Millennials and the Church: Becoming Relevant Again
By Mattie Bond, 1/25/17
“Train up a child in the way he should go; even when he is old he will not depart from it,” Proverbs 22:6 (ESV).
Millennials are becoming increasingly non-religious. Pew Research estimates that close to 60 percent of millennials attend religious services no more than a few times a year, and that only around 40 percent say religion is important in their lives.
This appears to be part of a trend – in 2007, adults with no religious affiliation made up 16 percent of the population. In 2015, they made up 23 percent.
The Importance of This Phenomenon
To a non-Christian, this phenomenon may seem inconsequential, but if one is a true believer in Christ, faith is the center of their existence, and the single most important component of life.
“I have been crucified with Christ. It is no longer I who live, but Christ who lives in me. And the life I now live in the flesh I live by faith in the Son of God, who loved me and gave himself for me,” Galatians 2:20 (ESV).
To a Christian, there can be nothing more painful than seeing a loved one leave the faith. Global Christian Center describes this scenario as “heartbreaking.”
Christianity is a religion of exclusivity, not pluralism. This means that Christians believe that Jesus Christ is the only way to God, and that salvation in Him is the only assurance of heaven.
On the Christian Apologetics and Research Ministry website, President and founder Matt Slick wrote “pluralism would contradict biblical teaching that there is one absolute and supreme being, that Jesus is the only way to be saved from the righteous judgment of God, and that the Bible alone is the revealed word of God.”
“For there is one God, and there is one mediator between God and men, the man Christ Jesus, who gave himself as a ransom for all, which is the testimony given at the proper time,” 1 Timothy 2:5–6 (ESV).
Millennials feel judged and isolated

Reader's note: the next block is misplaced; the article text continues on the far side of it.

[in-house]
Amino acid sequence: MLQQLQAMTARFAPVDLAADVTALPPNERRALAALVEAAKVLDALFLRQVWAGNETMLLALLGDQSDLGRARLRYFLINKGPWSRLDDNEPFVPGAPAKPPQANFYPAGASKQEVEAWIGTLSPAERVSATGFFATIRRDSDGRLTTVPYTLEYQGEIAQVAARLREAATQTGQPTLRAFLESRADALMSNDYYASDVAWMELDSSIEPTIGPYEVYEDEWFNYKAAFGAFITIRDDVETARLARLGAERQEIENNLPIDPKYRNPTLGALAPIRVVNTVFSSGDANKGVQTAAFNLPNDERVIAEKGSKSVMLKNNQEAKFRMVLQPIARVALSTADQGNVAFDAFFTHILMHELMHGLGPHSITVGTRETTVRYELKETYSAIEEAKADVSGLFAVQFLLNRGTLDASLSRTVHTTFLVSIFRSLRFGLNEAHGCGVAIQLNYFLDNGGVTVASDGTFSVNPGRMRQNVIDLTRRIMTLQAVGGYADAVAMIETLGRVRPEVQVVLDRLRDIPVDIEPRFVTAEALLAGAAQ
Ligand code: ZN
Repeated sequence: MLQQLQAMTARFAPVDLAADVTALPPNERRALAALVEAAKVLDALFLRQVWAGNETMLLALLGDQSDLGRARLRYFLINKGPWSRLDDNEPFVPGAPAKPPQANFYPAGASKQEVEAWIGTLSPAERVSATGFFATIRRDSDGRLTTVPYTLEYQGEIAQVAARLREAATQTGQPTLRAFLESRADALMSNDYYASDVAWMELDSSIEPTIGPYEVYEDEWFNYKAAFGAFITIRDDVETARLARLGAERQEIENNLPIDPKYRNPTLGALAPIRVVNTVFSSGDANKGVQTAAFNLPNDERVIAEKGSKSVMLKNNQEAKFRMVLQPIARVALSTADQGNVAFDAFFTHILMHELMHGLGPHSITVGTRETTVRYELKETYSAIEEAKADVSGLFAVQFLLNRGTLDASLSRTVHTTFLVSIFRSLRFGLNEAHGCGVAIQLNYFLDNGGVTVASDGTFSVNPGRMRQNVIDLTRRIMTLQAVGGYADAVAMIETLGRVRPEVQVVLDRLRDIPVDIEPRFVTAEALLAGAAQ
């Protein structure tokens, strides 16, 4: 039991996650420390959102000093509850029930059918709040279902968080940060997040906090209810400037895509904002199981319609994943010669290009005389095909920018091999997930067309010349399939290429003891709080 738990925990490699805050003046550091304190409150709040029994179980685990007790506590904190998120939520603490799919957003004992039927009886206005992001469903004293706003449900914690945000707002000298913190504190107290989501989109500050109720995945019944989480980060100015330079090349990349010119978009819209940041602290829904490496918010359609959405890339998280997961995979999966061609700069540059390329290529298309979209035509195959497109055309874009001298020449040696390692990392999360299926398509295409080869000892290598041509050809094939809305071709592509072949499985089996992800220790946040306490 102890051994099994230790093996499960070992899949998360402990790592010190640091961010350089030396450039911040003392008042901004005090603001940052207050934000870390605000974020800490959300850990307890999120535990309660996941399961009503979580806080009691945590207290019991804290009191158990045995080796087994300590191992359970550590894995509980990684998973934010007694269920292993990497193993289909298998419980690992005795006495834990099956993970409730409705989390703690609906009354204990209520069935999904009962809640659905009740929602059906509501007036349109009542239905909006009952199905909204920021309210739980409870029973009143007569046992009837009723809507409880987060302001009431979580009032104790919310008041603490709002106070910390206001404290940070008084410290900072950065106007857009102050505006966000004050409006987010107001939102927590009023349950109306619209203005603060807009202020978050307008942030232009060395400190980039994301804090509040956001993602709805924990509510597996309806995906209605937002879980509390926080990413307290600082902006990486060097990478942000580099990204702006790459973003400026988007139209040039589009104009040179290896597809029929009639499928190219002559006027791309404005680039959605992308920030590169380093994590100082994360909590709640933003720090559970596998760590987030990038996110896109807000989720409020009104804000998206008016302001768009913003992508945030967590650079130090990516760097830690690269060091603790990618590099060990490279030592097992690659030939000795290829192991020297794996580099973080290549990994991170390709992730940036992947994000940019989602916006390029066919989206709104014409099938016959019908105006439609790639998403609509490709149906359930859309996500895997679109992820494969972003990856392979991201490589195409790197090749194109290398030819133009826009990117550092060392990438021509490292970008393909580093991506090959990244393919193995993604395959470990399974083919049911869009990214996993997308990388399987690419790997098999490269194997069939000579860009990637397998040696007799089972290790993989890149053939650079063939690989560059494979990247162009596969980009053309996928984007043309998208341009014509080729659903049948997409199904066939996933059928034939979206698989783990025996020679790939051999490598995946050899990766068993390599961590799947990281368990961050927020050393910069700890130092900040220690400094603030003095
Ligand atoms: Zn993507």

Andrew Rollins is a senior political science major at Whitworth University. He grew up attending church, and while he believes his Christian upbringing benefited him, he said he has sustained doubts about God and the church. He also said he believes the church is too quick to judge all people, and that many churches do not practice what the Bible teaches.
“In the past, churches were considered to be solid members of the community, and now they have become islands which do not like outsiders or those with questions about God or the Bible,” Rollins said.
Christianity Today published an article citing six primary reasons that millennials leave the church. Several of these reasons mimicked Rollins’ sentiments. The author said that millennials feel the church is isolated from the world, exclusive in nature, and inhospitable to those who have doubts.
We need to create community
A Barna research study shows that 30 percent of millennials find church unimportant. Out of this 30 percent, 20 percent say they feel God is missing from the church. Thirty-one percent say church is boring, and 35 percent say it is not relevant.
Scott Bond, a pastor, missionary, and Bible college professor, says that he believes millennials are truly seeking a sense of family. “I believe that they are not going to be attracted to the ‘come and see,’ model of Christianity. There is going to need to be a shift to the ‘be and do,’” Bond said.
Not all millennials have abandoned their faith. Tirzah Pherigo has maintained a strong relationship with Christ, and is actively involved in the church and the Christian community. She is the student body president at Epic Bible College, and is on the leadership team for her church’s college group.
Pherigo says she believes churches need to get creative and give millennials an opportunity to serve. “In a world of social media, people feel more disconnected than ever. We need leaders or church members who are willing to connect to people beyond a hello,” she said.
Relevant Magazine interviewed Brad Griffin, Kara Powell, and Jake Mulder, authors of “Growing Young,” a book about ministering to young people in the church.
Describing their learning experiences, Powell said, “So much of what we think works to reach young people in churches — loud music, fog machines, hip leaders, trying too hard — doesn’t matter nearly as much as driving to the essence of what it means to be a family-like community centered in Jesus.”
I have seen my generation hurt by the church. I have seen churches judge outcasts. I have seen churches that believe being “cool,” is more important than building community. I have seen churches avoid allowing young people to serve. I have seen my generation be given “fluffy” teaching that leaves them with no foundation for their faith. I have seen my generation misunderstand what it means to be a Christian.
This must stop!
“And (Jesus) said to them, ‘Follow me, and I will make you fishers of men.’ Immediately they left their nets and followed him,” Matthew 4:19–20 (ESV).
Church, it’s your move.